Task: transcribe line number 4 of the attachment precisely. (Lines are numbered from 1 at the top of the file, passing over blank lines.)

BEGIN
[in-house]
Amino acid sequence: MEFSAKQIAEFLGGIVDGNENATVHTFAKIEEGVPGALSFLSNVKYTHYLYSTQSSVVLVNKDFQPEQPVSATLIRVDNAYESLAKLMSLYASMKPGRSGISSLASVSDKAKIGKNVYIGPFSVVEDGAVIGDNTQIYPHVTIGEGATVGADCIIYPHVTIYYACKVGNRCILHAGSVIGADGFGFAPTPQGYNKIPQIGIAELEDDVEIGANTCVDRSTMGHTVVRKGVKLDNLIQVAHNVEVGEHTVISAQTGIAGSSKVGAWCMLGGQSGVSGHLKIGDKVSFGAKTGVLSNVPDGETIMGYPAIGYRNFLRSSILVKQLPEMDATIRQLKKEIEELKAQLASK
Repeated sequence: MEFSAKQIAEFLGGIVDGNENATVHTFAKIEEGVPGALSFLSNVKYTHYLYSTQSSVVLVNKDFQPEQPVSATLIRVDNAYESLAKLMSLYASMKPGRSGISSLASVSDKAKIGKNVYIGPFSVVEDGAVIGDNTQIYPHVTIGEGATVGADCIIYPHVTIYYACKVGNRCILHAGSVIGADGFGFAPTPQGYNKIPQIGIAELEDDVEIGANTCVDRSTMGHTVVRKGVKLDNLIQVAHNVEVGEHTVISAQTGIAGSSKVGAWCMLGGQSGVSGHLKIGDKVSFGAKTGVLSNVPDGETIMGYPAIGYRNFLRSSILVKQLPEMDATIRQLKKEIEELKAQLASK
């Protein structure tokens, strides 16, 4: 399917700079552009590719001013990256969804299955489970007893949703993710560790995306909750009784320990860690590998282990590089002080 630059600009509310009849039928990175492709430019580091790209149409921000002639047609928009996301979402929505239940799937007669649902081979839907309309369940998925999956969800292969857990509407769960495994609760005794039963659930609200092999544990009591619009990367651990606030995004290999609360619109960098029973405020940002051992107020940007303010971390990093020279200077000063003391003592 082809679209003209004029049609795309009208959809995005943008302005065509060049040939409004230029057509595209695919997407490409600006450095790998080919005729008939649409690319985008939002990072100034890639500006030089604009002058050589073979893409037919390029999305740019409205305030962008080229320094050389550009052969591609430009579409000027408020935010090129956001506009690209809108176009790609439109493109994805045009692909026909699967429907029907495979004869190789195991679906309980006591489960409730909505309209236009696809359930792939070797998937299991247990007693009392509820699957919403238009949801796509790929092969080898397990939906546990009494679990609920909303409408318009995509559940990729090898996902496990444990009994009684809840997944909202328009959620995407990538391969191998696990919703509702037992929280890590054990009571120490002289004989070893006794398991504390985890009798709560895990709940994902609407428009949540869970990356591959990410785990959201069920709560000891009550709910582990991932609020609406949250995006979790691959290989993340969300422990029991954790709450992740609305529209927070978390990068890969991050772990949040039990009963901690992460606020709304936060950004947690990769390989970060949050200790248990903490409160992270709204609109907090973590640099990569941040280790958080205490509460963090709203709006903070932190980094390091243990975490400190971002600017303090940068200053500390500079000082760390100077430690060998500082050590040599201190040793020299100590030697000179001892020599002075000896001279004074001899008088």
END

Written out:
């Protein structure tokens, strides 16, 4: 399917700079552009590719001013990256969804299955489970007893949703993710560790995306909750009784320990860690590998282990590089002080 630059600009509310009849039928990175492709430019580091790209149409921000002639047609928009996301979402929505239940799937007669649902081979839907309309369940998925999956969800292969857990509407769960495994609760005794039963659930609200092999544990009591619009990367651990606030995004290999609360619109960098029973405020940002051992107020940007303010971390990093020279200077000063003391003592 082809679209003209004029049609795309009208959809995005943008302005065509060049040939409004230029057509595209695919997407490409600006450095790998080919005729008939649409690319985008939002990072100034890639500006030089604009002058050589073979893409037919390029999305740019409205305030962008080229320094050389550009052969591609430009579409000027408020935010090129956001506009690209809108176009790609439109493109994805045009692909026909699967429907029907495979004869190789195991679906309980006591489960409730909505309209236009696809359930792939070797998937299991247990007693009392509820699957919403238009949801796509790929092969080898397990939906546990009494679990609920909303409408318009995509559940990729090898996902496990444990009994009684809840997944909202328009959620995407990538391969191998696990919703509702037992929280890590054990009571120490002289004989070893006794398991504390985890009798709560895990709940994902609407428009949540869970990356591959990410785990959201069920709560000891009550709910582990991932609020609406949250995006979790691959290989993340969300422990029991954790709450992740609305529209927070978390990068890969991050772990949040039990009963901690992460606020709304936060950004947690990769390989970060949050200790248990903490409160992270709204609109907090973590640099990569941040280790958080205490509460963090709203709006903070932190980094390091243990975490400190971002600017303090940068200053500390500079000082760390100077430690060998500082050590040599201190040793020299100590030697000179001892020599002075000896001279004074001899008088």